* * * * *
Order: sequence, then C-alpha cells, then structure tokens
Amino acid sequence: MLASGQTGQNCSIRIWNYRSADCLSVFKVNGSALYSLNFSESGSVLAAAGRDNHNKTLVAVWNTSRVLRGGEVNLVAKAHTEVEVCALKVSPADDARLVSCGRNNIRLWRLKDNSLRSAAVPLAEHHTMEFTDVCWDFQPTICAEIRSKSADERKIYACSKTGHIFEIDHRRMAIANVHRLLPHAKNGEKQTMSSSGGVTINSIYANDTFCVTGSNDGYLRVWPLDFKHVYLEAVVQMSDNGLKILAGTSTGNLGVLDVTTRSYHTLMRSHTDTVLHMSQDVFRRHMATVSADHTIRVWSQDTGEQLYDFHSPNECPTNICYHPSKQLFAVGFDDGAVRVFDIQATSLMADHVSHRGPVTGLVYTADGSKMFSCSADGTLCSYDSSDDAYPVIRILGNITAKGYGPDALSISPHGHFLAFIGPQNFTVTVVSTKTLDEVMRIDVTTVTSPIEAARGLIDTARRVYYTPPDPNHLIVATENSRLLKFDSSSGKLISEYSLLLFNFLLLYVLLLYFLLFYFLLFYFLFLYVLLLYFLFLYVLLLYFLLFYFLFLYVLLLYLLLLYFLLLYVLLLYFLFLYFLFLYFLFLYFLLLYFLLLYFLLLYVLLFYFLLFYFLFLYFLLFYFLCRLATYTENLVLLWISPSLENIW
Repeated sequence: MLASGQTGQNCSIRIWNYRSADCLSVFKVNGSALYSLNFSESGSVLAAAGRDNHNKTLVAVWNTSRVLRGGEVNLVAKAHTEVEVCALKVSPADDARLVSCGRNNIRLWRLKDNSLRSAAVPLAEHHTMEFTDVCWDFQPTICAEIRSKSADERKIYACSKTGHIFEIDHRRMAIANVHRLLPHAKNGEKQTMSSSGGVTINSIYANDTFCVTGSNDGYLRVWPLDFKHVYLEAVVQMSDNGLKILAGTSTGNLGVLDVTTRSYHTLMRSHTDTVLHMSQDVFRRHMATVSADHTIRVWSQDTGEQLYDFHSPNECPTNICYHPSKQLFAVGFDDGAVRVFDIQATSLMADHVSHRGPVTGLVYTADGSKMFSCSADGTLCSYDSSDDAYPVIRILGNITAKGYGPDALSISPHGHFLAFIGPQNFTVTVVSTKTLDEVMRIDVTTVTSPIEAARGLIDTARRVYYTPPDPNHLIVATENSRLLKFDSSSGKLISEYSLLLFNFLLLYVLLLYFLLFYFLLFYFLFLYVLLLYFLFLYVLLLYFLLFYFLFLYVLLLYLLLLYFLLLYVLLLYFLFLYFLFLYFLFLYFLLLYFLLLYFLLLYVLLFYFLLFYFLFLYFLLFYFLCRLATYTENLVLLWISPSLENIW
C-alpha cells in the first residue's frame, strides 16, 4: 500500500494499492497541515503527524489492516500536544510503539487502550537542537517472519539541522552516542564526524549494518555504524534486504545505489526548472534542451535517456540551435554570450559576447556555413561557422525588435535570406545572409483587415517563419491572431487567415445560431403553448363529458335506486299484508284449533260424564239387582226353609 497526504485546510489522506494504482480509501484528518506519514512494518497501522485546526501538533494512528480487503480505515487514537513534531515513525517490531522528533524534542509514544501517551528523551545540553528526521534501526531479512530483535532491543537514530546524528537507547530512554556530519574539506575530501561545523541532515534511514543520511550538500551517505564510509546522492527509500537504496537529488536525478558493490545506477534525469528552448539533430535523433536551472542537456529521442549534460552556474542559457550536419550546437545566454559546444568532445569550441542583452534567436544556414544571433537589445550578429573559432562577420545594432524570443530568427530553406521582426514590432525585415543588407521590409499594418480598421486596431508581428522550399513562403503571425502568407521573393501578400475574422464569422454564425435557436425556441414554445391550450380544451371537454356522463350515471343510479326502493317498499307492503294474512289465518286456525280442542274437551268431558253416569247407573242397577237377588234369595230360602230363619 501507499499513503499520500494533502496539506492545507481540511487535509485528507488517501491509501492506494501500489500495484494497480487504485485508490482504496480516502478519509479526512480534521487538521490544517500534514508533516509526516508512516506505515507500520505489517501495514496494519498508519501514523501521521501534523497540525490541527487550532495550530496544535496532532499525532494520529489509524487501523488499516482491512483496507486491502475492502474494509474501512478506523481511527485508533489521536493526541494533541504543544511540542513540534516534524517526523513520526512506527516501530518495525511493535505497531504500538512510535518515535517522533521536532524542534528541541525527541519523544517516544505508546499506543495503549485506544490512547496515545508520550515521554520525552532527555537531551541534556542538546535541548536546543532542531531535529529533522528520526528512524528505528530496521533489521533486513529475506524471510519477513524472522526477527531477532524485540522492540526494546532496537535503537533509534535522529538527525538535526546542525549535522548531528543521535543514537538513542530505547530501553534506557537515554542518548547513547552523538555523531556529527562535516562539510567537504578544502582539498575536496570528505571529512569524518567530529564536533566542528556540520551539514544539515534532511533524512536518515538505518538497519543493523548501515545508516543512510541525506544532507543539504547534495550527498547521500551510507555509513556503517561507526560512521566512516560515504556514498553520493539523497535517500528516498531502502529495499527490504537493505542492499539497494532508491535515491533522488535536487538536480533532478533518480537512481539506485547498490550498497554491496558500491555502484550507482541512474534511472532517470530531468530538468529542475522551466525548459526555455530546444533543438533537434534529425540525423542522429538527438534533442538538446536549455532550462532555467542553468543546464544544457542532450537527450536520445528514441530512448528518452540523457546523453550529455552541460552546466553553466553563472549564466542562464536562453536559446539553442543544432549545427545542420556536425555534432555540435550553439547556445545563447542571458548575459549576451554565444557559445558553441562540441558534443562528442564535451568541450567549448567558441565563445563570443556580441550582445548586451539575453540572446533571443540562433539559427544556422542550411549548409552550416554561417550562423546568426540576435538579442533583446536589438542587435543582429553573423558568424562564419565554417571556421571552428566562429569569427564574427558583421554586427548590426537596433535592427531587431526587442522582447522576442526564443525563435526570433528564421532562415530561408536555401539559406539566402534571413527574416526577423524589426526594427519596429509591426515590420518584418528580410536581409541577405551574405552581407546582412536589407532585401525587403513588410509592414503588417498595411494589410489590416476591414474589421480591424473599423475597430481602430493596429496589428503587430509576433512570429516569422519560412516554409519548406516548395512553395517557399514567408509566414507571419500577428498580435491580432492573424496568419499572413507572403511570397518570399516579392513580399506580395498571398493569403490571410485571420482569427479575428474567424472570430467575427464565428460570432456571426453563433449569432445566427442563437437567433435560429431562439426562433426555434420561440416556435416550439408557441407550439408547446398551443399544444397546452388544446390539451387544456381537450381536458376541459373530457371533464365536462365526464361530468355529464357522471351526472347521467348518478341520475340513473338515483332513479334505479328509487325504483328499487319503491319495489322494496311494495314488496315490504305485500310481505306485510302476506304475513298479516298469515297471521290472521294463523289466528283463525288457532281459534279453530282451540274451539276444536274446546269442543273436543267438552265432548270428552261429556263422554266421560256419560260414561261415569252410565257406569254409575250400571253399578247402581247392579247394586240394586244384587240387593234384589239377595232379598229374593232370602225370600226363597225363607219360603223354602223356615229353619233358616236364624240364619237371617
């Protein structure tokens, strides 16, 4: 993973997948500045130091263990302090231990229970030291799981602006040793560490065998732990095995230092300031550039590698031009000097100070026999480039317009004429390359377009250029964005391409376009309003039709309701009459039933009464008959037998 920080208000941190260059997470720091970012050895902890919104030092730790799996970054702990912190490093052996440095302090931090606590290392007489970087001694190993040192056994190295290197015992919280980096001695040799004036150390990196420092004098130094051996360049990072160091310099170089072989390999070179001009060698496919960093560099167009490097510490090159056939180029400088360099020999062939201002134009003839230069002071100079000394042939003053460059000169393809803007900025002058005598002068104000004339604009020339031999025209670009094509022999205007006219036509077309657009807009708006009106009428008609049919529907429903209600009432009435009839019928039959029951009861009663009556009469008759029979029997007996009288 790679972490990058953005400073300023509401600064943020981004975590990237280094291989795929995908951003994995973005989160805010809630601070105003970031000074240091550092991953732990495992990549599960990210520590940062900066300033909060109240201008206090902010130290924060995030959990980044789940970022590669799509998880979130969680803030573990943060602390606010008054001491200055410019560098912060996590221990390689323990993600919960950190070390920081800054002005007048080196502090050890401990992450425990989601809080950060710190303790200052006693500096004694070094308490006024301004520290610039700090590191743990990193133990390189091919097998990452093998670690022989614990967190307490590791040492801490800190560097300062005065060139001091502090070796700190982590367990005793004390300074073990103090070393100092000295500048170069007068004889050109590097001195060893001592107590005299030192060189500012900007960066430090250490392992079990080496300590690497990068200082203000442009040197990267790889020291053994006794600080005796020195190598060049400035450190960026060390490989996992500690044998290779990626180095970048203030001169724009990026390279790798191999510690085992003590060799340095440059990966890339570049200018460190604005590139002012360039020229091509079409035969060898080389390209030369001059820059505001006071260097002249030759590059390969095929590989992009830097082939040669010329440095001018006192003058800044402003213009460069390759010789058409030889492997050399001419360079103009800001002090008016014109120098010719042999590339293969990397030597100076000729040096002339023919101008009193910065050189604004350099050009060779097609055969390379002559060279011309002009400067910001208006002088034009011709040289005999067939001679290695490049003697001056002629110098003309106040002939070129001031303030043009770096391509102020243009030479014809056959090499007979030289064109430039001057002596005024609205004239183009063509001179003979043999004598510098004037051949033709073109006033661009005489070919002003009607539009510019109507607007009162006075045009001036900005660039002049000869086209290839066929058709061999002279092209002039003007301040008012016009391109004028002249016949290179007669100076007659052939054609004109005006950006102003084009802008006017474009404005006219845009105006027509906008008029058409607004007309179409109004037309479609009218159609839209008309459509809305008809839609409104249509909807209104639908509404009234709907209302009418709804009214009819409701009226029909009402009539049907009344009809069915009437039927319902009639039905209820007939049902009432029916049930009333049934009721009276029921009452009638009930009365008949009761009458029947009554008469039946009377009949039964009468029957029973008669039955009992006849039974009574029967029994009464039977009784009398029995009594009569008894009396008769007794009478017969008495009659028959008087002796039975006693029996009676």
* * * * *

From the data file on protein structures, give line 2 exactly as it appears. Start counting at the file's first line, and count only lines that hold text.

Amino acid sequence: MLASGQTGQNCSIRIWNYRSADCLSVFKVNGSALYSLNFSESGSVLAAAGRDNHNKTLVAVWNTSRVLRGGEVNLVAKAHTEVEVCALKVSPADDARLVSCGRNNIRLWRLKDNSLRSAAVPLAEHHTMEFTDVCWDFQPTICAEIRSKSADERKIYACSKTGHIFEIDHRRMAIANVHRLLPHAKNGEKQTMSSSGGVTINSIYANDTFCVTGSNDGYLRVWPLDFKHVYLEAVVQMSDNGLKILAGTSTGNLGVLDVTTRSYHTLMRSHTDTVLHMSQDVFRRHMATVSADHTIRVWSQDTGEQLYDFHSPNECPTNICYHPSKQLFAVGFDDGAVRVFDIQATSLMADHVSHRGPVTGLVYTADGSKMFSCSADGTLCSYDSSDDAYPVIRILGNITAKGYGPDALSISPHGHFLAFIGPQNFTVTVVSTKTLDEVMRIDVTTVTSPIEAARGLIDTARRVYYTPPDPNHLIVATENSRLLKFDSSSGKLISEYSLLLFNFLLLYVLLLYFLLFYFLLFYFLFLYVLLLYFLFLYVLLLYFLLFYFLFLYVLLLYLLLLYFLLLYVLLLYFLFLYFLFLYFLFLYFLLLYFLLLYFLLLYVLLFYFLLFYFLFLYFLLFYFLCRLATYTENLVLLWISPSLENIW